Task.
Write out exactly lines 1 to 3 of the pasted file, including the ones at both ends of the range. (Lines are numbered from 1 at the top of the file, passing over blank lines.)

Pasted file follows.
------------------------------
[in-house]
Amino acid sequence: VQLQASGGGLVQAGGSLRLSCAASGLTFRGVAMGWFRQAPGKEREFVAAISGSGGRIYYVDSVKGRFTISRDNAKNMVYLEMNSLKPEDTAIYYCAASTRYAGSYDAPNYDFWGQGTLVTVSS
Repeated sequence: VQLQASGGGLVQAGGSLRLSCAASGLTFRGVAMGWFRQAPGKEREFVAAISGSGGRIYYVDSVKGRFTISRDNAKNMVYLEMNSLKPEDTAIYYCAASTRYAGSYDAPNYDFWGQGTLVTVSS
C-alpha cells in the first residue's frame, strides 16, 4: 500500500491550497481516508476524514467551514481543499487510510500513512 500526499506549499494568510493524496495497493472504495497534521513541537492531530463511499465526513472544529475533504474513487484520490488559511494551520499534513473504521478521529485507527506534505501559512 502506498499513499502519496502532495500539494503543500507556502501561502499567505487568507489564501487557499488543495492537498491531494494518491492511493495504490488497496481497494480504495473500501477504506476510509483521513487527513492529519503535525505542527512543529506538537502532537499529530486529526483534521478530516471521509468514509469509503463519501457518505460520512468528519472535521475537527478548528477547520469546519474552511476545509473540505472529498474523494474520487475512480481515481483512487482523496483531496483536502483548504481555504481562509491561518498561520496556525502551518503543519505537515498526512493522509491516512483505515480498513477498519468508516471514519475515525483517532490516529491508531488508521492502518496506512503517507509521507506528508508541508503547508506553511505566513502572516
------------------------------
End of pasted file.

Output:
[in-house]
Amino acid sequence: VQLQASGGGLVQAGGSLRLSCAASGLTFRGVAMGWFRQAPGKEREFVAAISGSGGRIYYVDSVKGRFTISRDNAKNMVYLEMNSLKPEDTAIYYCAASTRYAGSYDAPNYDFWGQGTLVTVSS
Repeated sequence: VQLQASGGGLVQAGGSLRLSCAASGLTFRGVAMGWFRQAPGKEREFVAAISGSGGRIYYVDSVKGRFTISRDNAKNMVYLEMNSLKPEDTAIYYCAASTRYAGSYDAPNYDFWGQGTLVTVSS